This proposed amendments will serve to codify the Board's long-standing position that an LLC is an acceptable professional practice form for Board licensees. This explicit authorization should dispel any uncertainty that currently exists among licensed practitioners, insurers or courts about the legitimacy of such business structures and should provide continued guidance in the future. By providing guidelines, the Board is ensuring that medical care organizations are formed in such a way that professional liability will not be divested and medical control will be maintained.

Economic Impact

The proposed amendments may have a positive economic impact on licensed practitioners as they may enter into an LLC with the certainty that their practice is recognized as an acceptable business form. Depending on their structure, LLCs may be accorded the preferential Federal and State tax treatment governing partnerships. The Board also believes that, given recent legal developments, many licensed practitioners may believe that it is necessary to reorganize the structure of their practices absent the certainty provided by these amendments. The cost of this reorganization, which could be considerable, would be borne by the licensed practitioners. The Board does not believe that the proposed amendments will have any other economic impact on licensees. The Board does not believe that the proposed amendments will have any economic impact on the public.

Federal Standards Statement

A Federal standards analysis is not required because there are no Federal laws or standards, applicable to the proposed amendments.

Jobs Impact

The Board does not believe that the proposed amendments will increase or decrease the number of jobs in the State.

Agriculture Industry Impact

The proposed amendments will not impact the agriculture industry of this State.

Regulatory Flexibility Statement

The Regulatory Flexibility Act (the Act), N.J.S.A. 52:14B-16 et seq., requires the Board to provide a description of the types and an estimate of the number of small businesses to which the proposal will apply. If, for purposes of the Act, the 30,000 Board licensees are considered "small businesses" within the meaning of the statute, then the following analysis applies.

The Act requires the Board to set forth the reporting, recordkeeping and other compliance requirements of the proposal including the kinds of professional services likely to be needed to comply. The Act further requires the Board to estimate the initial and annual compliance costs of the proposed amendments with an indication of the varying impact on small businesses of differing types and sizes and to outline the manner in which it has designed the rules to minimize any adverse economic impact upon small businesses.

The proposed amendments do not impose any compliance, recordkeeping or reporting requirements on licensees. Neither does it impose any costs or the need for professional services. The proposed amendment simply acknowledges that Board licensees may organize as LLCs.

Smart Growth Impact

The Board does not anticipate that the proposed amendments will have any impact on the achievement of smart growth and implementation of the State Development and Redevelopment Plan, otherwise known as the State Plan.

Full text of the proposal follows :

<< NJ ADC 13:35-6.16 >>

13:35-6.16 Professional practice structure

(a)-(e) (No change.)

(f) Acceptable professional practice forms are as follows:

1. (No change.)

2. Partnership <<-or->><<+,+>> professional association <<+or limited liability company+>>: A practitioner may practice in a partnership<<+,+>> <<-or->> professional association, <<+or limited liability company,+>> but such entity shall be composed solely of <<- licensed->> health care professionals<<-.->><<+, each of whom is duly licensed or otherwise authorized to render the same or closely allied professional service within this State+>>. <<+A limited liability company means a limited liability company formed under the laws of this State, pursuant to the New Jersey Limited Liability Company Act, N.J.S.A. 42:2B-1 et seq., except where inconsistent with these rules. A practitioner who is a member, employee, agent, or representative of the limited liability company shall remain personally responsible for his or her own negligence, omissions, malpractice, wrongful acts, or misconduct, and that of any person under his or her direct supervision and control while rendering professional services on behalf of the limited liability company.+>> The professional services offered by each practitioner, whether a partner<<+, member+>> or shareholder, shall be the same or in a closely allied medical or professional health care field. For the purpose of this rule, closely allied fields, pursuant to the Professional Service Corporation Act, N.J.S.A. 14A:17-1 et seq., shall be deemed to include the health care professions licensed by the State Professional Boards under the Division of Consumer Affairs, for example, chiropractic, dentistry, nursing, nurse midwifery, optometry, physical therapy, podiatry, psychology, social work, etc. If the scope of practice authorized by law for each such person differs, any document used in connection with professional practice including<<+,+>> but not limited to<<+,+>> professional stationery, business cards, advertisements or listings and bills, shall designate the field to which such person's practice is limited. Prescriptions shall list only those practitioners authorized by law to prescribe; shall designate the practice of each listed prescriber as required by N.J.A.C. 13:35-6.1; and shall comply with the data requirements of N.J.A.C. 13:35-6.6.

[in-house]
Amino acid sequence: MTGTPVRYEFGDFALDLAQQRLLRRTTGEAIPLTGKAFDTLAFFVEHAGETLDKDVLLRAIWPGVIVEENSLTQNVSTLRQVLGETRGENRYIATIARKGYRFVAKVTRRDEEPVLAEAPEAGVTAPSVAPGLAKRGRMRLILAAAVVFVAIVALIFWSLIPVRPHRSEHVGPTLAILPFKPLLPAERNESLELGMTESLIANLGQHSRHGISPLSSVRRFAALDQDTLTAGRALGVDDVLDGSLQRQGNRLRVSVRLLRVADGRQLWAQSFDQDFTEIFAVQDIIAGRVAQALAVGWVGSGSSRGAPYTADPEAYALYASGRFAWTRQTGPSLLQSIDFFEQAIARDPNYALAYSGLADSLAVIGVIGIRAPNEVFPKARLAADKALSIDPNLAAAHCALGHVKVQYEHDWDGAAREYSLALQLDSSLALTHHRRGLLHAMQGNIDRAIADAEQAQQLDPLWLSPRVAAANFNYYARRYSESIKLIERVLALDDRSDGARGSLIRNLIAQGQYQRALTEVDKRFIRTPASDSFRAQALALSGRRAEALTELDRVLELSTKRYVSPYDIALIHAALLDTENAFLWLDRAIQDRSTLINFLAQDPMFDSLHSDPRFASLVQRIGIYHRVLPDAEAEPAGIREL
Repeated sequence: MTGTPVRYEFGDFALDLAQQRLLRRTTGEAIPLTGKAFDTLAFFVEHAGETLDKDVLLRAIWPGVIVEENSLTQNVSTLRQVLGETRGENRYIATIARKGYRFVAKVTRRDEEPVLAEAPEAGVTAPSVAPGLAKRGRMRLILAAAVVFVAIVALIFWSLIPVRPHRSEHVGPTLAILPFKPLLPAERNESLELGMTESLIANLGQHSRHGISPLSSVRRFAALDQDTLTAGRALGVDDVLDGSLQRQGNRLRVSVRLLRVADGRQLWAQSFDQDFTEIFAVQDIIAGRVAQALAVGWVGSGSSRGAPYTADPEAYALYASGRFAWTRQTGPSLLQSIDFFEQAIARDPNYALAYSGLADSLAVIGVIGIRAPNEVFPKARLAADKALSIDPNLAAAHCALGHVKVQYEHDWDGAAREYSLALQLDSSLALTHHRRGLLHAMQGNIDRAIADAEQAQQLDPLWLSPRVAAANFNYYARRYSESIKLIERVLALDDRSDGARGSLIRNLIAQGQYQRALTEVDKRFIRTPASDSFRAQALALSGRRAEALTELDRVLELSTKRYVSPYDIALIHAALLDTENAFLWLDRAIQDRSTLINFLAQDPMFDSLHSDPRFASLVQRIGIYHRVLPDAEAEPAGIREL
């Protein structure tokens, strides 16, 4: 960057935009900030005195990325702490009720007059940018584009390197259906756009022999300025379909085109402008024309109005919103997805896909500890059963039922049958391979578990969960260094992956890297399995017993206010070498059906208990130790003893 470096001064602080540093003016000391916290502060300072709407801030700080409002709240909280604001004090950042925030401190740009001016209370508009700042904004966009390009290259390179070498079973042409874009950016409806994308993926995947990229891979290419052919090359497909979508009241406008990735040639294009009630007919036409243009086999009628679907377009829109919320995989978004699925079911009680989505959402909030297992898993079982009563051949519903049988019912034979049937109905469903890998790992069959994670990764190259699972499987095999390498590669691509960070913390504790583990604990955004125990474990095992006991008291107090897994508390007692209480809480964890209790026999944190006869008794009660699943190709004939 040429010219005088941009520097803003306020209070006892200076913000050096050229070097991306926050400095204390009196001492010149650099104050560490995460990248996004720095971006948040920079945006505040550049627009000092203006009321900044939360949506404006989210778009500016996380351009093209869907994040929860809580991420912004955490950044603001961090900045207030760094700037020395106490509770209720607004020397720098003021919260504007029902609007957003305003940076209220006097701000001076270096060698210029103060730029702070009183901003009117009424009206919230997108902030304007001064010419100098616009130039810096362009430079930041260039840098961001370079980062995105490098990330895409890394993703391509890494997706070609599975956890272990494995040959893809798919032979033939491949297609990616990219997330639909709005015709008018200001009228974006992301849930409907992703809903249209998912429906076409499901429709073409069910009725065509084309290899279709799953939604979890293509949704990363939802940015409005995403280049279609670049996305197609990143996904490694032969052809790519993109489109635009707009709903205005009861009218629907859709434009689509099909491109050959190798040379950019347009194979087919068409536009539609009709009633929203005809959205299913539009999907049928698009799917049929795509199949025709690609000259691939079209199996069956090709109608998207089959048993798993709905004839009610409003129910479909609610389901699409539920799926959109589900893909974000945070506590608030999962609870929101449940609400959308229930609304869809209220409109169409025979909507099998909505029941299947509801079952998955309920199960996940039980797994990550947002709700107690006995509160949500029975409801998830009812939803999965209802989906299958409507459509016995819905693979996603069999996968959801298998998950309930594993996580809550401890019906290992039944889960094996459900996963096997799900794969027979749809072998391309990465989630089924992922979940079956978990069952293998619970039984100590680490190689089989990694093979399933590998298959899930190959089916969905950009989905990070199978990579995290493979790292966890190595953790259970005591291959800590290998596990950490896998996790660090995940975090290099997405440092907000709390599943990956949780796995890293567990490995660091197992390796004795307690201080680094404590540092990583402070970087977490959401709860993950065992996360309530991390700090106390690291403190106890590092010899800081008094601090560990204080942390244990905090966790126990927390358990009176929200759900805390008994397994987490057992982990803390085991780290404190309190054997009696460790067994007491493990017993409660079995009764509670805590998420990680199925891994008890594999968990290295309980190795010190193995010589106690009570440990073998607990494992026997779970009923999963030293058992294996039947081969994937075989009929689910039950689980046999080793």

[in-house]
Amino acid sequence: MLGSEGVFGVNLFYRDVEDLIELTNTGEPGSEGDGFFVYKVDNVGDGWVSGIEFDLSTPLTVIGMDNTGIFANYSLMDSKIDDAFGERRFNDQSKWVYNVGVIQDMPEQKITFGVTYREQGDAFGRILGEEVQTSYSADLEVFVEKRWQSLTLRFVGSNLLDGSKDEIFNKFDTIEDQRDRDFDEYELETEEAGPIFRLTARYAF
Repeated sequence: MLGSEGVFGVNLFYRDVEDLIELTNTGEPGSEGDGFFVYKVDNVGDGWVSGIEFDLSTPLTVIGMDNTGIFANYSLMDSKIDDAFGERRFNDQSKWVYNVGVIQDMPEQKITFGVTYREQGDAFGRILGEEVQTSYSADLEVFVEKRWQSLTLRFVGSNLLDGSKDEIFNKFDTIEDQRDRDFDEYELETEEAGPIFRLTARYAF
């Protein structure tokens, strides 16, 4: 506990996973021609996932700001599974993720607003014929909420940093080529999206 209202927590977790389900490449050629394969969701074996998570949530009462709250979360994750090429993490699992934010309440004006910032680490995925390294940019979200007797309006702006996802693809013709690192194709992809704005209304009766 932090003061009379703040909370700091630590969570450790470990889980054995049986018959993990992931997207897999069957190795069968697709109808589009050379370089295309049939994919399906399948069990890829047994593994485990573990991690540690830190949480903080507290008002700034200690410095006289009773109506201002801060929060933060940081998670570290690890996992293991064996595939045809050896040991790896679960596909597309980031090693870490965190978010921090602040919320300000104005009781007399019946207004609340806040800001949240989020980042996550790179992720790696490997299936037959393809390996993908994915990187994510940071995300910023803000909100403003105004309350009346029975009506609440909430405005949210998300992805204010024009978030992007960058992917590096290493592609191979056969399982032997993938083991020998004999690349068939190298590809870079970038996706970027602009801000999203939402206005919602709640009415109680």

3.-4. (No change.)

5. A licensee may also have an equity or employment interest in a professional practice (including a professional service corporation <<+or limited liability company+>>) which is a limited partner to a general business corporation which, in turn, has a contractual agreement with the professional service entity, in the following circumstances only. The general business corporation may contract to provide the professional practice with services exclusively of a non-professional nature such as<<+,+>> but not limited to<<+,+>> routine office management, hiring of non-professional staff, provision of office space and/or equipment and servicing thereof, and billing services. The licensee shall nevertheless be responsible, at all times except as excused by (g) below, to assure that an appropriate licensed health care professional determines and carries out all services and medical care policies set forth in (b) and (c) above, including retention of sole discretion regarding establishment of patient fees and modification or waiver thereof in an individual case. The licensee shall assure, as a condition of such contractual arrangement, that the general business corporation makes no representations to the public of offering, under its own corporate name, health care services which require licensure.

(g)-(m) (No change.)


END OF DOCUMENT